ELLIOTT D. POLLACK
FOR IMMEDIATE RELEASE
April 2nd, 2018
The Monday Morning Quarterback
A quick analysis of important economic data released over the last week
It was a much quieter week than we have seen over the past month. It was also a four-day week as the government did not release any data on Friday. After the last few weeks, a dull week of data is a good thing.
What was released was positive despite the recent volatility in the stock market. That volatility should have influenced consumer confidence almost immediately if it was going to have a significant effect on the economy. Yet, the Conference Board measure was only slightly off from February’s 14-year high and the University of Michigan measure was up in March. Other than that, income was up in February, mortgage interest rates have been flat over the last month, pending home sales were up for the month but below a year ago, and housing price increases remained about where expected.
In Greater Phoenix, Sky Harbor got busier and home prices continued to outpace inflation.
Personal income in the U.S. increased 0.4% in February (over January) and now stands 3.7% above a year ago. This is in line with expectations. Disposable personal income was also up 0.4% for the month but is now 3.9% above February 2017. On the other hand, personal consumption expenditures were up 0.2% for the month and are 4.6% above a year ago. As a result, the personal savings rate increased from 3.2% in January to 3.4% in February. A year ago, the savings rate was 4.1%.
The Conference Board’s measure of consumer confidence slid 2.3 points in March, falling to 127.7 (see chart below). Both the present situation index and the expectations index lost some ground. While down for the month, there is little doubt that consumers continue to feel quite good about the economy. Overall, the economy is set to boom. Growth is already strong and will soon accelerate. A massive dose of fiscal stimulus, including both deficit financed tax cuts and federal government spending increases, has just begun to hit the economy.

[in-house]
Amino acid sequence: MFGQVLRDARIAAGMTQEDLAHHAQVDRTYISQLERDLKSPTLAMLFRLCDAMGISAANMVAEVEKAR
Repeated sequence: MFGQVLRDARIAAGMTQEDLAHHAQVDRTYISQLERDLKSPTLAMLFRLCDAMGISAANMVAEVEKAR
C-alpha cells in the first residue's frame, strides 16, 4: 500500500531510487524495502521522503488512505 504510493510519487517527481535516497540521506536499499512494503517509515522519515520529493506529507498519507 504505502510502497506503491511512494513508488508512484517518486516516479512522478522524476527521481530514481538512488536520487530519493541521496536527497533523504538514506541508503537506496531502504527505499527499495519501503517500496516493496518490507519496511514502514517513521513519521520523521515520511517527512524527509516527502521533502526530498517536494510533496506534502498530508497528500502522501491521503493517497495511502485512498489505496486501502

The University of Michigan consumer sentiment index held strong the last two weeks of March as the index came in at a 14-year high. The index now stands at 101.4 compared to 99.7 in February.
30-year fixed rate mortgages ended the week at 4.44%. This is about where they’ve been the entire month of March.
Pending home sales snapped back in much of the country in February, but, weaker affordability and not enough inventory in the market restricted overall activity compared to a year ago, according to the National Association of Realtors.
The S&P CoreLogic Case-Shiller home price index, as measured by the 20-city composite, stood 6.4% over a year earlier as of January. On a month over month basis, the January gain over December was 0.3%.
Activity at Sky Harbor International Airport picked up in February. Total air traffic was up a strong 3.2% over year earlier levels due to enplanements increasing 3.5% and deplanements increasing 2.9% over year earlier levels.
The Greater Phoenix S&P Corelogic Case-Shiller home price index was up 5.9% in January when compared to year earlier levels. For the month, the index rose 0.3%.
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